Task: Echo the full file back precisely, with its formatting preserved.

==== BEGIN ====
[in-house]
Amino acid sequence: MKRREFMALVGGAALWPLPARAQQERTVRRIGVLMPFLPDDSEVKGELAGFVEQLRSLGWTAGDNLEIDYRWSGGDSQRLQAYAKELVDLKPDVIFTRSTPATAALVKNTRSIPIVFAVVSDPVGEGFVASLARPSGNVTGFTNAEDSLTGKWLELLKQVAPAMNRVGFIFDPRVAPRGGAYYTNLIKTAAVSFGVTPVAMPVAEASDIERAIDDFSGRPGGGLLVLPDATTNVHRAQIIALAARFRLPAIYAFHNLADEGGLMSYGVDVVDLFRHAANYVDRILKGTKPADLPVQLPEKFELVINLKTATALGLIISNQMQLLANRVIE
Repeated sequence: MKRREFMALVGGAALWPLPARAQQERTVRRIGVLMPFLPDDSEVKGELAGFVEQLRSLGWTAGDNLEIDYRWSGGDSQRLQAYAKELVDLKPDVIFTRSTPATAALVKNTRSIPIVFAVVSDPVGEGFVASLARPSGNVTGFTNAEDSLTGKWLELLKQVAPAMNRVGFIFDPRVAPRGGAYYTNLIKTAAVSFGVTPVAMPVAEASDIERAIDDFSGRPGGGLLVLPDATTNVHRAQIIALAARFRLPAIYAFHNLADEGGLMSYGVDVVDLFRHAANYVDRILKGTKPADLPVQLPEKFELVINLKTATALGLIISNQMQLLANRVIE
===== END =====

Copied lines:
[in-house]
Amino acid sequence: MKRREFMALVGGAALWPLPARAQQERTVRRIGVLMPFLPDDSEVKGELAGFVEQLRSLGWTAGDNLEIDYRWSGGDSQRLQAYAKELVDLKPDVIFTRSTPATAALVKNTRSIPIVFAVVSDPVGEGFVASLARPSGNVTGFTNAEDSLTGKWLELLKQVAPAMNRVGFIFDPRVAPRGGAYYTNLIKTAAVSFGVTPVAMPVAEASDIERAIDDFSGRPGGGLLVLPDATTNVHRAQIIALAARFRLPAIYAFHNLADEGGLMSYGVDVVDLFRHAANYVDRILKGTKPADLPVQLPEKFELVINLKTATALGLIISNQMQLLANRVIE
Repeated sequence: MKRREFMALVGGAALWPLPARAQQERTVRRIGVLMPFLPDDSEVKGELAGFVEQLRSLGWTAGDNLEIDYRWSGGDSQRLQAYAKELVDLKPDVIFTRSTPATAALVKNTRSIPIVFAVVSDPVGEGFVASLARPSGNVTGFTNAEDSLTGKWLELLKQVAPAMNRVGFIFDPRVAPRGGAYYTNLIKTAAVSFGVTPVAMPVAEASDIERAIDDFSGRPGGGLLVLPDATTNVHRAQIIALAARFRLPAIYAFHNLADEGGLMSYGVDVVDLFRHAANYVDRILKGTKPADLPVQLPEKFELVINLKTATALGLIISNQMQLLANRVIE